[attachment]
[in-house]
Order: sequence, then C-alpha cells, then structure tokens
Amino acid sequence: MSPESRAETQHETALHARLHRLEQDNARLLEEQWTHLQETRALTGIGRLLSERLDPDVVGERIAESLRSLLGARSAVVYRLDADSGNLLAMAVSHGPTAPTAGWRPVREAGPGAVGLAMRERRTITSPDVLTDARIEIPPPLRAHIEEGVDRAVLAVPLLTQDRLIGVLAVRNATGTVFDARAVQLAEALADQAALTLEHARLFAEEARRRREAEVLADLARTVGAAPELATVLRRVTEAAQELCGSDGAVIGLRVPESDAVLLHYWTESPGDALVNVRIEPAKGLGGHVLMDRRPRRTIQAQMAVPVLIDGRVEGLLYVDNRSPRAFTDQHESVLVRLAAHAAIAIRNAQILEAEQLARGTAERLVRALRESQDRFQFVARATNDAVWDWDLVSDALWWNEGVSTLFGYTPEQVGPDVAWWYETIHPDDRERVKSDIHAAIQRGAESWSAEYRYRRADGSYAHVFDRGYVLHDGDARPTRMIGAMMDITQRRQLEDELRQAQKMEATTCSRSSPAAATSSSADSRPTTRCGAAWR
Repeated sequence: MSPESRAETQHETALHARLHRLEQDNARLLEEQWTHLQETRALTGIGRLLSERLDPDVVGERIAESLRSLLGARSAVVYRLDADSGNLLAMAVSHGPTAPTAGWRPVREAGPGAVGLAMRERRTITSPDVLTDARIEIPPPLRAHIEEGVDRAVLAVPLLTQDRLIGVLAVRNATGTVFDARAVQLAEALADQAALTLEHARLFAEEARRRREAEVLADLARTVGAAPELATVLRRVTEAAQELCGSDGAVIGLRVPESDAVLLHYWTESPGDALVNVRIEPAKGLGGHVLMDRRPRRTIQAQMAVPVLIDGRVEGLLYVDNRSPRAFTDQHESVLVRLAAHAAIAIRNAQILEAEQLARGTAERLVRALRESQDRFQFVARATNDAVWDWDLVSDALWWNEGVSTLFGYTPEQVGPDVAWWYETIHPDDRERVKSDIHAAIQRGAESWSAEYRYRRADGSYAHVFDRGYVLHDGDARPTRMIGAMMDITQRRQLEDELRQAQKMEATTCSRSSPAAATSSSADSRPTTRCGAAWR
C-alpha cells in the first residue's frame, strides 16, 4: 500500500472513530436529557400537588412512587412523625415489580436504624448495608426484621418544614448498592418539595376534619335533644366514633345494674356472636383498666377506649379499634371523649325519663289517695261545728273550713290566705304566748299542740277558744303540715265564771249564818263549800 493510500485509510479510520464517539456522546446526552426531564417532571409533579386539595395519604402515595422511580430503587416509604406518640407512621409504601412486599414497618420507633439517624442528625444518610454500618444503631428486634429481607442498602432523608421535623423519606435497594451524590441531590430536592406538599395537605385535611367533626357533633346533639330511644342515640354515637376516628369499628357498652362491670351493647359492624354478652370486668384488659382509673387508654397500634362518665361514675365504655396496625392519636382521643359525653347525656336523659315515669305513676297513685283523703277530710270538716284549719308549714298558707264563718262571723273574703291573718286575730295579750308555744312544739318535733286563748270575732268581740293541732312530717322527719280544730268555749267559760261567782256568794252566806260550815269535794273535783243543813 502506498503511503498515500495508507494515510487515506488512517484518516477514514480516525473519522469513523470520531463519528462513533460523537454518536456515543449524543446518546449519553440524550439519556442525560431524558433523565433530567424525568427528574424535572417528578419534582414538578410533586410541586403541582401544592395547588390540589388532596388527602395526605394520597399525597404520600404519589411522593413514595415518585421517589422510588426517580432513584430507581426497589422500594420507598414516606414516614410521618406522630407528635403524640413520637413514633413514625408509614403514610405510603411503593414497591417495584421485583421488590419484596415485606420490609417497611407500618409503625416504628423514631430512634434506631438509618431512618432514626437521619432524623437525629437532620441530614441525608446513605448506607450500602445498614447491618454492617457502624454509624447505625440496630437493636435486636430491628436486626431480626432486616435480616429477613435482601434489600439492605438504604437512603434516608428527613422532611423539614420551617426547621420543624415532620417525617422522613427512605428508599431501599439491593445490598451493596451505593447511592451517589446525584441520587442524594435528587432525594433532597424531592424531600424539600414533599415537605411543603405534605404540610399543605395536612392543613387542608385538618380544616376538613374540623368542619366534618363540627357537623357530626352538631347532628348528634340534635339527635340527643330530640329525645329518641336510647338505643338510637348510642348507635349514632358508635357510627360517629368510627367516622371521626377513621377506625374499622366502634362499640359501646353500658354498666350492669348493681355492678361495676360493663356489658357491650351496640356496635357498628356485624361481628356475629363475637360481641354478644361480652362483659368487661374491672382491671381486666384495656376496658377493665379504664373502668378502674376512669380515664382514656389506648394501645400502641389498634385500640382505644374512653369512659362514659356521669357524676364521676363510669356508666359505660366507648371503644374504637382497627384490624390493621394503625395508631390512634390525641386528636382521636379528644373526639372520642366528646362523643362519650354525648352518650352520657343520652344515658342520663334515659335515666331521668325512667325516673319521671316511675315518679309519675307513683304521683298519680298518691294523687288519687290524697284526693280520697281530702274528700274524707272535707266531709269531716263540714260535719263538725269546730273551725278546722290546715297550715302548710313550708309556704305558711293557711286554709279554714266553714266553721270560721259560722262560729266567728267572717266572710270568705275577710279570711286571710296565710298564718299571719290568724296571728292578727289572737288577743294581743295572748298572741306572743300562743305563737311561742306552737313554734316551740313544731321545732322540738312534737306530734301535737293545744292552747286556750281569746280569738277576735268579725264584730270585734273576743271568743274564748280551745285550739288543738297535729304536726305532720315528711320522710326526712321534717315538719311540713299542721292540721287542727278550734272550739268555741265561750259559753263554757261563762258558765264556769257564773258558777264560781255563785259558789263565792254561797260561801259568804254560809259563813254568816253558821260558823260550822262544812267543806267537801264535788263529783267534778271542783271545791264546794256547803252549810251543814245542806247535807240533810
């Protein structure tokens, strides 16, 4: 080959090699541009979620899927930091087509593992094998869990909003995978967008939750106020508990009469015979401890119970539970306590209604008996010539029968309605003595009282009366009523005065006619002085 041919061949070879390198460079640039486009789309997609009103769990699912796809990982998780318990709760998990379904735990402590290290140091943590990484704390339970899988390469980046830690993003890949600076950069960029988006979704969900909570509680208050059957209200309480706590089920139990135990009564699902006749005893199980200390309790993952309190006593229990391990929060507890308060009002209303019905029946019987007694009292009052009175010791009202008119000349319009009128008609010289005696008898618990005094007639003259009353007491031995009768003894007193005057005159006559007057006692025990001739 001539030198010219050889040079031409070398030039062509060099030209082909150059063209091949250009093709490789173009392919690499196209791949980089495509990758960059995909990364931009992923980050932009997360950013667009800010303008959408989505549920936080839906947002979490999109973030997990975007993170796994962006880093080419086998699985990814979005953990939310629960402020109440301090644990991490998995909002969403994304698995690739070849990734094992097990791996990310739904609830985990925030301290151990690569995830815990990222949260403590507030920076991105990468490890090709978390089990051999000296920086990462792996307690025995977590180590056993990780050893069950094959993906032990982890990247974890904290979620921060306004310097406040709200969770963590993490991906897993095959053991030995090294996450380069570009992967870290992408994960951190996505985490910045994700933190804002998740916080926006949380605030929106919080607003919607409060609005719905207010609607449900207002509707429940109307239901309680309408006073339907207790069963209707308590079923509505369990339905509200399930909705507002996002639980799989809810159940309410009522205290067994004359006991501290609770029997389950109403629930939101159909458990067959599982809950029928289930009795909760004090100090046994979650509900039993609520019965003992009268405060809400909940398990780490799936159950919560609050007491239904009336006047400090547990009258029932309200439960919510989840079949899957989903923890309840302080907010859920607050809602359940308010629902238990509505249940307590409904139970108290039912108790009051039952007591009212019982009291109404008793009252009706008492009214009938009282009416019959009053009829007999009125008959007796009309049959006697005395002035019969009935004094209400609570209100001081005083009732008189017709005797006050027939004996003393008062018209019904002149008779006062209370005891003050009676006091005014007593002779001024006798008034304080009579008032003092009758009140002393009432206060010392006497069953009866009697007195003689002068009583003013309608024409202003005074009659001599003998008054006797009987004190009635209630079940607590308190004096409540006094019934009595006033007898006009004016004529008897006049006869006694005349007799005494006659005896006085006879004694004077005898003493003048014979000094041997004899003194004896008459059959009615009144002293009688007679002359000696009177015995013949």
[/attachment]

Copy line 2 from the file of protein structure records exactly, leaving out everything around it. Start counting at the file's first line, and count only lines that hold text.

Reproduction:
Order: sequence, then C-alpha cells, then structure tokens